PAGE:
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IMF warns Ghana to cut growing public debt

The International Monetary Fund (IMF) says the government must tame its debt in order not to be debt trapped.

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Deputy Managing Director of IMF, Mr Min Zhu,
Deputy Managing Director of IMF, Mr Min Zhu,

Ghana`s debt sustainability has become a vexed issue following the mounting public debt and government`s strong appetite to borrow from the international market.

Deputy Managing Director of IMF, Mr Min Zhu,
Deputy Managing Director of IMF, Mr Min Zhu,

A Deputy Managing Director of IMF, Mr Min Zhu, told the GRAPHIC BUSINESS in an exclusive interview in Lima, Peru, that Ghana must ensure that it borrowed within limits in order not to fall into debt the unsustainability trap.

?Ghana can and must tame its debt,? he said, adding that efforts must be made not to derail the progress so far made in keeping to its fiscal consolidation?.

The fund currently says Ghana is at the risk of high debt distress.
The government issued another Eurobond on October 7 to raise US$1 billion, bringing to total US$2.75 billion Eurobonds issued in three consecutive years. This has enabled the country?s external debt to once again overtake domestic debt as the major contributor to total public debt.

But non-concessional external debt stock increased significantly from US$90.1 million to US$838 million in 2008, and then to US$1.45 billion in 2012. In 2007 and a couple of years ago, the country borrowed from the international financial markets, selling bonds, which were denominated in dollars (Eurobond).

At a news conference at the just ended IMF/World Bank annual meetings held in Lima, Peru last week the Deputy Director, Fiscal Affairs Department of the IMF, Dr Sanjeev Gupta, said that the fund projected that Ghana would achieve 72 per cent debt to Gross Domestic Product (GDP) by the end of the year.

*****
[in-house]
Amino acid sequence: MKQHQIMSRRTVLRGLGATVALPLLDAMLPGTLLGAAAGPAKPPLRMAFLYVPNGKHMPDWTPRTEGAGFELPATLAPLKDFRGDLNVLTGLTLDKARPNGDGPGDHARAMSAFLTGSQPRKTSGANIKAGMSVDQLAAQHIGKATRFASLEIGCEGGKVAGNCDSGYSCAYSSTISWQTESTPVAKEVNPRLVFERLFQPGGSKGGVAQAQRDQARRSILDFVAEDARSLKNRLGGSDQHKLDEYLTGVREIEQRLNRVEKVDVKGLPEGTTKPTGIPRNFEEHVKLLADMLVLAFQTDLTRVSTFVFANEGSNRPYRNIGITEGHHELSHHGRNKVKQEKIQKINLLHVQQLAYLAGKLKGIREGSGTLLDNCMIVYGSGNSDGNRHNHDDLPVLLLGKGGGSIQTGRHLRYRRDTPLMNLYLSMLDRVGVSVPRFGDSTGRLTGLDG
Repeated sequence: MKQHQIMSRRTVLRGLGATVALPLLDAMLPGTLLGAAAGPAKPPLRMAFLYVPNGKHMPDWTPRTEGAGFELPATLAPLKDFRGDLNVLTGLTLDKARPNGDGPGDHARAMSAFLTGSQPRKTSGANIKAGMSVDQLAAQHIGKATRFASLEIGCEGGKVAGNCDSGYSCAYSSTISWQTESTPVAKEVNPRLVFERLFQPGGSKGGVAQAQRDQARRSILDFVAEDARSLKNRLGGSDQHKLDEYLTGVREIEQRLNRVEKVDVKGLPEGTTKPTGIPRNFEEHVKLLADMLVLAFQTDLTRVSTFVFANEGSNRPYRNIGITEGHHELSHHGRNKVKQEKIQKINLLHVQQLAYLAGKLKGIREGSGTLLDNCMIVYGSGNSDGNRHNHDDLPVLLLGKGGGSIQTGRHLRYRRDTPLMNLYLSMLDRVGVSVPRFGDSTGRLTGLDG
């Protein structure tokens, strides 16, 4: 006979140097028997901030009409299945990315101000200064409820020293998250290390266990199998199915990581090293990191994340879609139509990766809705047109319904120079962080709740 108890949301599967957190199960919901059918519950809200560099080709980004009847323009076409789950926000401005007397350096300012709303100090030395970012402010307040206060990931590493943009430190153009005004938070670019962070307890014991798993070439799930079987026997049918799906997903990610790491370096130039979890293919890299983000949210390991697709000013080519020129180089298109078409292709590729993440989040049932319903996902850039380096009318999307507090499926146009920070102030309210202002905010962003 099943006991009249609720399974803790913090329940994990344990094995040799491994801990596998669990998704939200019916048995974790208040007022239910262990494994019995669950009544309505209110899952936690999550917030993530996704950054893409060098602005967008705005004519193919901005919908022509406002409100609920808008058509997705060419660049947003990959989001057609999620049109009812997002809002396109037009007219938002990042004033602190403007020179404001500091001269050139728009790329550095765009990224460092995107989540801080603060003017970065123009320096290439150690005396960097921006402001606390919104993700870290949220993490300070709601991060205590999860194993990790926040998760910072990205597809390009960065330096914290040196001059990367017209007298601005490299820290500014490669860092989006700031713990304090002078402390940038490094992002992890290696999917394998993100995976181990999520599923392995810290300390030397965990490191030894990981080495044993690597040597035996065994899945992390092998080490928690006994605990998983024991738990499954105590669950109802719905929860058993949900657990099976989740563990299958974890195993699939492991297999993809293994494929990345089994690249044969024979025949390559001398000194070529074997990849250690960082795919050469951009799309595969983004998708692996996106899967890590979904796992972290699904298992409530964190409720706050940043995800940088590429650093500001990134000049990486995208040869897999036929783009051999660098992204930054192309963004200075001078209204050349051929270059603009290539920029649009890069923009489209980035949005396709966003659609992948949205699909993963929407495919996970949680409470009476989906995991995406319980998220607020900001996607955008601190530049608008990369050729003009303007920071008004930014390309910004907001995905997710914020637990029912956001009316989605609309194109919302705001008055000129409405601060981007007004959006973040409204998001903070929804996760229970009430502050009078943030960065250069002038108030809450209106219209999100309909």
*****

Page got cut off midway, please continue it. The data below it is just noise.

?The projections that we have for debt-to-GDP ratio of 72 per cent is based on the projected deficit this year, plus the growth. So it is a projection, not the actual for 2015.

?The main objective of the authorities in Ghana has to be to stabilise debt-to-GDP ratio, and to bring it down over time, so as to restore macroeconomic stability going forward.

So in this regard, it is very important that the authorities control the wage bill and minimise the risk of fiscal overruns from next year`s elections.

?And so, this is absolutely crucial as far as the fiscal stability is concerned going forward. And the authorities have taken some positive measures of liberalising fuel prices this year,? he said.

Analysis by policy think tank , Insittute for Fiscal Studies showed that Ghana?s public debt situation worsened after 2012 as the country faced a high risk of debt distress and increased overall debt vulnerability
Total public debt rose sharply from GH?35.1 billion or 48.4 per cent of GDP in 2012 to GH?76.1 billion, equivalent to 67.1 per cent of GDP in 2014 and by end-March 2015, the total public debt stock had reached GH?88.2 billion, representing 65.3 per cent of GDP.

This implies that the debt stock increased by GH?53.1 billion or over 151 per cent between December 2012 and March 2015, made up of GH?6.2 billion in 2012, GH?16.8 billion in 2013, GH?24.2 billion in 2014. As of July 2015, the total debt stock stood at GH?83.17 billion.

Source : graphic business

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